Case Study



Boston Tea Party Historical Society

Suggested Books

Boston Tea Party
by Pamela Duncan Edwards, Henry Cole

Reading level: Ages 4-8
Hardcover: 32 pages
Publisher: G. P. Putnam's Sons (July 1, 2001)
ISBN: 0399233571Historic books

The creators of Livingstone Mouse and Warthogs in the Kitchen travel back to 1773, when King George III's export tax on tea precipitated the Boston Tea Party. Ably targeting her audience, Edwards pares down the historical data. The narrative unspools in a singsong imitation of "The House That Jack Built," which plays up the irony of the king's tax on tea from India being sold to the colonies. The opening spread shows women in India picking tea leaves, followed soon after by a caricature of the king at teatime. Later, as outraged colonists read a notice of the new tax, the text incorporates the events thus far: "These are the colonists who cried, `No!' to the king on his English throne who declared, `Tax the tea!' that was made from the leaves that grew on a bush in a far-off land and became part of the Boston Tea Party." At the bottom of each spread, a bevy of chatty mice comment on the goings-on, offering supplementary information ("We're not going to take it! `No taxation without representation!' ") as well as light asides ("Make sure you don't dump any cheese by mistake!"). Rendered in acrylic paints and colored pencils, Cole's lifelike paintings effectively evoke the period setting on both sides of the Atlantic. This early history lesson goes down easily, and will likely lead readers to find out more about this pivotal event in the formation of America. Ages 4-8.

The Boston Tea Party
by Steven Kroll, Peter Fiore, Peter M. Fiore

Reading level: Ages 9-12
Hardcover: 32 pages
Publisher: Holiday House; 1st ed edition (May 1, 1998)
ISBN: 0823413160

Grade 2-4-Through a brief text written in a matter-of-fact style, Kroll recounts the historical happenings leading up to the Boston Tea Party in December of 1773. Presented in the format of a long picture book and illustrated with full-page watercolor art, the story unfolds step by step from the end of the French and Indian War through the passage of the Sugar Act, Stamp Act, and Townshend Acts. The emphasis is on events rather than on the important players, so, while Samuel Adams, John Hancock, and Paul Revere are cited, the power of their individual personalities and actions is not fully conveyed. Teachers who want to flesh out their curriculums or families planning a visit to Boston will find this title useful.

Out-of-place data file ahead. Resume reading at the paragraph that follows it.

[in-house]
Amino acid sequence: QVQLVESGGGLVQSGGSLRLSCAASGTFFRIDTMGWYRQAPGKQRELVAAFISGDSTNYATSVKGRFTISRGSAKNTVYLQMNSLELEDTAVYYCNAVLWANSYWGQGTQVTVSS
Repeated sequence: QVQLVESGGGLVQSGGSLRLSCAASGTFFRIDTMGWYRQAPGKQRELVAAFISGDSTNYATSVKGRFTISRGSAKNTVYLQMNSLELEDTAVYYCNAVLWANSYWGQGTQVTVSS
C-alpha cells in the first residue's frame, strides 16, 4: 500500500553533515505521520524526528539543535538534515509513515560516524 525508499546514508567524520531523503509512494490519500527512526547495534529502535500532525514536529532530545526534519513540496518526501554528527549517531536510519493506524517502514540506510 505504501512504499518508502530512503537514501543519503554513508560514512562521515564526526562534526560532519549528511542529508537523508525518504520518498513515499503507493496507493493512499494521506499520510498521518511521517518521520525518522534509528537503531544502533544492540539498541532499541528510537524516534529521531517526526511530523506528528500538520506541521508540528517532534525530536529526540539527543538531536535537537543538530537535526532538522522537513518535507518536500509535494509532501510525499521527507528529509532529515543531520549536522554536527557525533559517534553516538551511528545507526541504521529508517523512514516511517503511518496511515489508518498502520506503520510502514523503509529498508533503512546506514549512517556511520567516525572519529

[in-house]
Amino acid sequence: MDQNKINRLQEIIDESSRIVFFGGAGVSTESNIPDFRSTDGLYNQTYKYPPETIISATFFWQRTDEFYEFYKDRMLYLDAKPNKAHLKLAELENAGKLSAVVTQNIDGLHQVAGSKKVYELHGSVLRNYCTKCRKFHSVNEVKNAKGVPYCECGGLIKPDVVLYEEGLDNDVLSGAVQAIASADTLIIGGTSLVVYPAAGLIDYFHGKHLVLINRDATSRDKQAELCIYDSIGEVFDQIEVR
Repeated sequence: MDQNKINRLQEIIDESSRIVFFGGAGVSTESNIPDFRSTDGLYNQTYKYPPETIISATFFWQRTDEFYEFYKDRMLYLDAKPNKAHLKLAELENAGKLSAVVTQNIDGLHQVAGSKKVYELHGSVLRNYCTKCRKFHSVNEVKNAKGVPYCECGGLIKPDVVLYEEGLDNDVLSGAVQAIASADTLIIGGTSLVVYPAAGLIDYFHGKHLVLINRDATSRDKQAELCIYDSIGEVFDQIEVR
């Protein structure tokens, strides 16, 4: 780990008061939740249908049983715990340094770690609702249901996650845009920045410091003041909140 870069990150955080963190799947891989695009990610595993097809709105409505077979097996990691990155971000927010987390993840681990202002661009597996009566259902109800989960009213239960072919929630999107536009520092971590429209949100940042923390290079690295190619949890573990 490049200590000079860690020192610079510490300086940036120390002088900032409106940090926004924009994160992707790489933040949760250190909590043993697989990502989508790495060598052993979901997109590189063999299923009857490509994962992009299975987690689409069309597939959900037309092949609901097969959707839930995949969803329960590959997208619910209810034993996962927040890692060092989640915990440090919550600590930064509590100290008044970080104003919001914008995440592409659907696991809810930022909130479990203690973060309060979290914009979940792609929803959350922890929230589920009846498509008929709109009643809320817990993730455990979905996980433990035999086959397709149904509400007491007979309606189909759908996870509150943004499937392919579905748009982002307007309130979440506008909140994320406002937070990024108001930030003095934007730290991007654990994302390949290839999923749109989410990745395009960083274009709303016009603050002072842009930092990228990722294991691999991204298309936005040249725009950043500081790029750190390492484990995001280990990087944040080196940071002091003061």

The Boston Tea Party
by Benjamin Woods Labaree

Publisher: Northeastern University Press; Northeastern classics ed edition (June 1, 1979)
ISBN: 0930350057

This book has aged remarkably well. First published in 1964, it remains the best account of the Boston Tea Party in or out of print. In fact, it's something of a classic. It's easy to read, tells the story in all its complexity (which involves going beyond Boston to look at how opposition to the Tea Act played out in Charleston, Philadelphia, and New York), and places the "tea party" in the larger story of the American Revolution.



Numbers and Facts


Student Essays

The Location

The Ships

Origin of the Tea


Printable Poster

Samuel Adams Biography

Picture Galleries


Top 10 preceding historic events

Triangular trade in the colonies

Tea Party reenactment script

The Tea Act of 1773

Debate Arguments for the British

The Actual Tea Chest

The Ballad

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“Abolition of slavery had been the deepest desire and the great labor of my life” - Frederick Douglass was born into slavery in Tuckahoe, Talbot County, Maryland...

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